Pirates of the Caribbean: Dead Men Tell No Tales ***

It’s so nice to have a memorable “Pirates” movie again! 

Is it worth $10? Yes 

Where has this been? Why has it taken four tries and 14 years for a “Pirates of the Caribbean” movie to come close to the enthralling success of the 2003 original? “Pirates of the Caribbean: Dead Men Tell No Tales” isn’t just good, it’s really good – the action is creative, the visual effects are spectacular, and the story has elements that are ingenious. Sure it’s overloaded with plot, but darn if I couldn’t stop smiling while watching it.

Captain Jack Sparrow’s (Johnny Depp) big opening action set piece is a doozy. He’s stealing a bank vault. His men have tied the vault to a rope that stretches through the rear of the building; Sparrow is inside the bank, and the local militia is in the front, shooting at him. Sparrow’s men, in horse-drawn carriages, take off, but not just with the vault – the entire bank lifts from its foundation and is dragged through the island! This is a creative twist that makes an otherwise inconsequential action scene an absolute blast. More importantly, it sets a tone that the rest of the movie follows: It’s preposterous and unrealistic, but it’s done with a cinematic smile, and signals that the joy of the “Pirates” franchise has returned!

Most individual story components work well. Screenwriter Jeff Nathanson reveals how Jack Sparrow became a captain, has a few surprises up his sleeve, and nicely ties the narrative into the original trilogy. The only problem is the number of plotlines, as things do get convoluted at times. The basics: Henry Turner (Brenton Thwaites), the son of Will and Elizabeth Turner (Orlando Bloom and Keira Knightley), seeks the Trident of Poseidon, as Henry believes it is the only thing that can free his father’s curse to live in the ocean. He teams with a horologist named Corina (Kaya Scodelario) and Sparrow to find it. Meanwhile, a Spanish officer named Salazar (Javier Bardem) wants the Trident so he can kill Sparrow and free himself and his men from undead purgatory. And finally, Barbossa (Geoffrey Rush) gets involved, playing both sides as usual.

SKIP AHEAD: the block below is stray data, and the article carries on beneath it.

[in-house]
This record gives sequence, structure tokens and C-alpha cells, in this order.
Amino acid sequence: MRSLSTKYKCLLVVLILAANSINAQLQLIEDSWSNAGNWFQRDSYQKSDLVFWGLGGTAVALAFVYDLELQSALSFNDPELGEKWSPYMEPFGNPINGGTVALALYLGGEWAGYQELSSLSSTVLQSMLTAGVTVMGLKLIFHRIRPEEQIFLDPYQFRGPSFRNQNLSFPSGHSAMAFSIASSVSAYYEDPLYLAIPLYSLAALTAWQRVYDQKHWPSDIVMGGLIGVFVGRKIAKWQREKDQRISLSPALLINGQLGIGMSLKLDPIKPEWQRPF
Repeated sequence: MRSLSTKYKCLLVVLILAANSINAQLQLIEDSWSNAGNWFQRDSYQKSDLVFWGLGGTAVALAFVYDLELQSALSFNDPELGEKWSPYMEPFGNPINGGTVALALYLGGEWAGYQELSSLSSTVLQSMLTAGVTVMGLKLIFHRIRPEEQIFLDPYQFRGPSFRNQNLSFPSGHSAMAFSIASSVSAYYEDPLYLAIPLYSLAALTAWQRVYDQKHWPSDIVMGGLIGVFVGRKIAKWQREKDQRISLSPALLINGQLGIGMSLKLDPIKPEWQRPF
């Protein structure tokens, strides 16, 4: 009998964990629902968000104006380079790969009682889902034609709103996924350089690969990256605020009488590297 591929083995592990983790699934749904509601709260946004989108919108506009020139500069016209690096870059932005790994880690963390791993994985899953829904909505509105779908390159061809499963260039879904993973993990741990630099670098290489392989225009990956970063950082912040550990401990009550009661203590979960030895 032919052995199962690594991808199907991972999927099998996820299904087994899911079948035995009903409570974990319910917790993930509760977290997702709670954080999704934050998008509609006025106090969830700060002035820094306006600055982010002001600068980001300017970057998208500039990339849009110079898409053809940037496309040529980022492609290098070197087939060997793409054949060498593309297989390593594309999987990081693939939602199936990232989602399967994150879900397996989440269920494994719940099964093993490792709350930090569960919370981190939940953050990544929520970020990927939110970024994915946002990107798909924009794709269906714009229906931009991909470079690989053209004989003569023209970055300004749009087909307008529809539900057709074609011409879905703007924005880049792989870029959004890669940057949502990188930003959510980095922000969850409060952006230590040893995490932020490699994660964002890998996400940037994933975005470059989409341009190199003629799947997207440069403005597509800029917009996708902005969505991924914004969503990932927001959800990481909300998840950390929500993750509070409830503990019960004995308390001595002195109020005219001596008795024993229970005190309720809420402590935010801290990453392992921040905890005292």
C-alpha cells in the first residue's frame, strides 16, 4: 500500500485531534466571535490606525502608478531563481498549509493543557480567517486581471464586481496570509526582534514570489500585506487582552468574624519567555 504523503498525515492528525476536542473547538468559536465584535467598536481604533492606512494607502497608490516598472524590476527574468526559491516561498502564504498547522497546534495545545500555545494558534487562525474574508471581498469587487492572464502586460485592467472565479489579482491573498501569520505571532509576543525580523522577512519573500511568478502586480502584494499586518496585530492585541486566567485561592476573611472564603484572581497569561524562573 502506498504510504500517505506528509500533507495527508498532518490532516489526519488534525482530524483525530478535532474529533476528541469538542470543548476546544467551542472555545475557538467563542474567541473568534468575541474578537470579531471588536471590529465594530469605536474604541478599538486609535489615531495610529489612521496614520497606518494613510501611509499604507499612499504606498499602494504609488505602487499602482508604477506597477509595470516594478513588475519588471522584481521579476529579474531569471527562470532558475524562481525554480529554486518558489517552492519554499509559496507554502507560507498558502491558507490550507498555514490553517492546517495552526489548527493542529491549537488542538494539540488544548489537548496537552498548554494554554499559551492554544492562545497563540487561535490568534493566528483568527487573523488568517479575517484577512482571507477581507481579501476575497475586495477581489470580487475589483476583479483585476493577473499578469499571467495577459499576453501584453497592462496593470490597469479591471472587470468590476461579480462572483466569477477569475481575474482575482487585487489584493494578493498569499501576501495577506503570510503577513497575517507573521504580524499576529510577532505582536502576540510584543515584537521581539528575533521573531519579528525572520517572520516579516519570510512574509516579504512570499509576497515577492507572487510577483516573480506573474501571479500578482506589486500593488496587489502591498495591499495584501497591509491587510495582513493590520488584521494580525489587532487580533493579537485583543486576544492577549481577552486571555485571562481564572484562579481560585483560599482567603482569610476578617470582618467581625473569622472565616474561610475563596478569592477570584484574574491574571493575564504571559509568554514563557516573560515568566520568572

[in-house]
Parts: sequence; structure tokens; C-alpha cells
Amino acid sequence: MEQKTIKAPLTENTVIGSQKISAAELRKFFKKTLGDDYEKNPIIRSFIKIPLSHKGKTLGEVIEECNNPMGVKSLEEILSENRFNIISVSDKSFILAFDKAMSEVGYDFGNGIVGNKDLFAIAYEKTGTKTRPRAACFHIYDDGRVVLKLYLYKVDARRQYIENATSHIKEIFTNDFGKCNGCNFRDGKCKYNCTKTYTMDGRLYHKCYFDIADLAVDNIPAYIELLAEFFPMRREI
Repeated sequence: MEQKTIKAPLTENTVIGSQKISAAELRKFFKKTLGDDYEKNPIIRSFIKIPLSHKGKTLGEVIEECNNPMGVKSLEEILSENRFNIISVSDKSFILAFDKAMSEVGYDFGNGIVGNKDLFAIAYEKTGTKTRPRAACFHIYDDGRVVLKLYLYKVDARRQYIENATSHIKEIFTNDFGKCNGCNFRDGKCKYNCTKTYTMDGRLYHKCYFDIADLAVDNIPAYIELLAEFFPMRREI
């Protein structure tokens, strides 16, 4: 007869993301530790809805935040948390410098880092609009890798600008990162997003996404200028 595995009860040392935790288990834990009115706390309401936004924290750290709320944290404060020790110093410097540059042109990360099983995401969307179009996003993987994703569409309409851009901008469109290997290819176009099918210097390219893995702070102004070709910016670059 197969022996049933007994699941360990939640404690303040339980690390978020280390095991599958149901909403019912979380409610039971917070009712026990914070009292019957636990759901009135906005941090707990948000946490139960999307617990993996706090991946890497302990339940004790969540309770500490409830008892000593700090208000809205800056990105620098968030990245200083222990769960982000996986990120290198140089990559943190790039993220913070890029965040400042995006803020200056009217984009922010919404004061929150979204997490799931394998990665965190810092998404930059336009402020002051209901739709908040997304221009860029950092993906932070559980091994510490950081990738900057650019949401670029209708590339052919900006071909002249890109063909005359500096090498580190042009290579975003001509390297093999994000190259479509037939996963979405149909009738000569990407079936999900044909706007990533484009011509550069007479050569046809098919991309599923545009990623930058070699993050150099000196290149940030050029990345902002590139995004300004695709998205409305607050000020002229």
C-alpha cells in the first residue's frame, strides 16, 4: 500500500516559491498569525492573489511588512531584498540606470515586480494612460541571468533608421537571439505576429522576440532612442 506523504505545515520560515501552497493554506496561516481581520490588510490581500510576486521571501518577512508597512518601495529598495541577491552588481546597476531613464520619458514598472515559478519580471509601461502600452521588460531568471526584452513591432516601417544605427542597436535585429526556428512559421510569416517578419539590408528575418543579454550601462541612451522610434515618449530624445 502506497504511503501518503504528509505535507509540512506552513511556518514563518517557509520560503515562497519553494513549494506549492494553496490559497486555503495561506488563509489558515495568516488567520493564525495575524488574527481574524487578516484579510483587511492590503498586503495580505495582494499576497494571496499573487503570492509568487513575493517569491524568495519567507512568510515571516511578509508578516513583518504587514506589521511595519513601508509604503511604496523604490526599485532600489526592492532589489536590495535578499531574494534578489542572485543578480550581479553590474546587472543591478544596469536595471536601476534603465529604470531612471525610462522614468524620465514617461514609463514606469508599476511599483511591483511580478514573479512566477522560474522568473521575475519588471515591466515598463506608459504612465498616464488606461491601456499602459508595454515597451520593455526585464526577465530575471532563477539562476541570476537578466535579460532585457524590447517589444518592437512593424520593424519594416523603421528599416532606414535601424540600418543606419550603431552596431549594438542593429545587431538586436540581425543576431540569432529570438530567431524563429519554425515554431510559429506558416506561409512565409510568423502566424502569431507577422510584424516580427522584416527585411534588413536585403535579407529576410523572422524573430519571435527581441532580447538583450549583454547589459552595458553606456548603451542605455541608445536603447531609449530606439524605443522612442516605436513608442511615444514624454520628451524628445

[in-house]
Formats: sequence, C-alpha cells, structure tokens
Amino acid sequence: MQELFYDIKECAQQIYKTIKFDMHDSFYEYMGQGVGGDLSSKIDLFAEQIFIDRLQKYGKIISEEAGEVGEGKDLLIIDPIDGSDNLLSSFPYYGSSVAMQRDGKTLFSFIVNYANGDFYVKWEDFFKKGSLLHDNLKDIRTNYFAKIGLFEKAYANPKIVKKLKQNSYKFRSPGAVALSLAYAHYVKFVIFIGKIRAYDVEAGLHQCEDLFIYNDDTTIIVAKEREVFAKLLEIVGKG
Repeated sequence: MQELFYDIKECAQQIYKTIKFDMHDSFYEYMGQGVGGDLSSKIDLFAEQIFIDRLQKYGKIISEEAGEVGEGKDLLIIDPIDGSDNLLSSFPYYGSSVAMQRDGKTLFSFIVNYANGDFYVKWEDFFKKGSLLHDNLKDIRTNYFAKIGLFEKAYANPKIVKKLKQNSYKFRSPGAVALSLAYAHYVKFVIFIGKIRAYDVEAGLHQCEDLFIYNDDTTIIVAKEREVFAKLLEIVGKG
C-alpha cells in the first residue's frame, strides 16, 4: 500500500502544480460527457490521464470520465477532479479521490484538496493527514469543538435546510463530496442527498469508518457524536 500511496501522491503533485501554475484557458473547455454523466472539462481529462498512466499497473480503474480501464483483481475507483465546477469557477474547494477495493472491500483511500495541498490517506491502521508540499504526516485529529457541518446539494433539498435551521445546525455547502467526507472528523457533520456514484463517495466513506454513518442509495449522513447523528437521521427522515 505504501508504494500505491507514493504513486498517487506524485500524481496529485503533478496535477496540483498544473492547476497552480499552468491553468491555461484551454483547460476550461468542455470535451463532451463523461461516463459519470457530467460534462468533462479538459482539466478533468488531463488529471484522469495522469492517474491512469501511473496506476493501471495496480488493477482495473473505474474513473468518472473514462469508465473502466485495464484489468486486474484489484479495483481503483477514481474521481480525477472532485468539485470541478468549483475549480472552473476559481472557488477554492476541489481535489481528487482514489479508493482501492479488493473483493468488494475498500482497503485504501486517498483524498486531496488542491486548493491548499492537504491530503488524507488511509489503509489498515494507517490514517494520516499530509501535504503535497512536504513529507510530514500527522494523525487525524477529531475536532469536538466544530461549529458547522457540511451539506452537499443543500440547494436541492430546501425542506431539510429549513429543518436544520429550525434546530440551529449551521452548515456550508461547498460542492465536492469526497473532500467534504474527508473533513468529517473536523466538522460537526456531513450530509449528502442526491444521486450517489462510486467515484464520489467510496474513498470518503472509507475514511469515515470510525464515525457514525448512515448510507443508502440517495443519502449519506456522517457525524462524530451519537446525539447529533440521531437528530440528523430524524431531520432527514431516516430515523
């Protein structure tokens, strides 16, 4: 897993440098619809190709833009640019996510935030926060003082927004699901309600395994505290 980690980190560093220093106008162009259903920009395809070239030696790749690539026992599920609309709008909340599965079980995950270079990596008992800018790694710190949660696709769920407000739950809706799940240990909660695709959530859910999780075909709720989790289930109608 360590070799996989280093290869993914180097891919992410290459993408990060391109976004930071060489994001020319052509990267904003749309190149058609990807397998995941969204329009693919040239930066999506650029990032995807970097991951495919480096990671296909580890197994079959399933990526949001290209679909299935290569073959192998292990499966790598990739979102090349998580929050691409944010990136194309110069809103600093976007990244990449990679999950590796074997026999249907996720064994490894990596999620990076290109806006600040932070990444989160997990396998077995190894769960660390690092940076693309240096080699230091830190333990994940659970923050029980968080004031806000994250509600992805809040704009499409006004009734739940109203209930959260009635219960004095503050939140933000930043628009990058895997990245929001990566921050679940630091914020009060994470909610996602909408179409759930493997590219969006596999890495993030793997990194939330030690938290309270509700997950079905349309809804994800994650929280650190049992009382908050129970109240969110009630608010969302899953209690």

For the fifth entry of a franchise, the action is brilliantly creative. Among directors Joachim Ronning and Espen Sandberg’s highlights: Cannon hopping during battle, ghost sharks, and a journey to the bottom of the ocean. None of this is possible without ample visual effects, the most impressive of which involves Salazar and his men. Notice the way Salazar’s hair, and the tassels on his shoulder, constantly sway as if they’re under water. The time, detail, and (no doubt) expense to render such an effect this extensively is admirable work indeed. 

The first “Pirates” was a critical and box office sensation, and of course had an excess of novelty that delighted us all. Now comes “Dead Men Tell No Tales,” and we’re reminded of what a great franchise this could be. For the first time in a long time, there’s good reason to look forward to the next “Pirates” movie.

Did you know?
Given the “Caribbean” of the title, it was of course shot in Australia. It’s the first “Pirates” movie to be shot outside the Caribbean.

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